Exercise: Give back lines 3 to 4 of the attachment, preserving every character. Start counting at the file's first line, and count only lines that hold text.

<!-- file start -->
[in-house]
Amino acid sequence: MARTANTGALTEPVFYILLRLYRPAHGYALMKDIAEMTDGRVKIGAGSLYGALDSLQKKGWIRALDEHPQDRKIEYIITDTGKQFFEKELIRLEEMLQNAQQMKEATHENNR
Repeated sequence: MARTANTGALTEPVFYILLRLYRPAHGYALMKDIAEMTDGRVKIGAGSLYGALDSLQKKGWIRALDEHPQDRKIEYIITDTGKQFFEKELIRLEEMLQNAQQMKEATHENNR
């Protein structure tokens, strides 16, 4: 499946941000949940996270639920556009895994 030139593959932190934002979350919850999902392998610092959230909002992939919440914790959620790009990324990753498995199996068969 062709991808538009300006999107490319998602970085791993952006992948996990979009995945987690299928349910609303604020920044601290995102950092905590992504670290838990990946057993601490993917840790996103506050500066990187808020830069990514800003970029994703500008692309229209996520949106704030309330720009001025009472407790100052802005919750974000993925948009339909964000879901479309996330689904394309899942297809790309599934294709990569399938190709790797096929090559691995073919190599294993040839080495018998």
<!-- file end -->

Repeated sequence: MARTANTGALTEPVFYILLRLYRPAHGYALMKDIAEMTDGRVKIGAGSLYGALDSLQKKGWIRALDEHPQDRKIEYIITDTGKQFFEKELIRLEEMLQNAQQMKEATHENNR
């Protein structure tokens, strides 16, 4: 499946941000949940996270639920556009895994 030139593959932190934002979350919850999902392998610092959230909002992939919440914790959620790009990324990753498995199996068969 062709991808538009300006999107490319998602970085791993952006992948996990979009995945987690299928349910609303604020920044601290995102950092905590992504670290838990990946057993601490993917840790996103506050500066990187808020830069990514800003970029994703500008692309229209996520949106704030309330720009001025009472407790100052802005919750974000993925948009339909964000879901479309996330689904394309899942297809790309599934294709990569399938190709790797096929090559691995073919190599294993040839080495018998």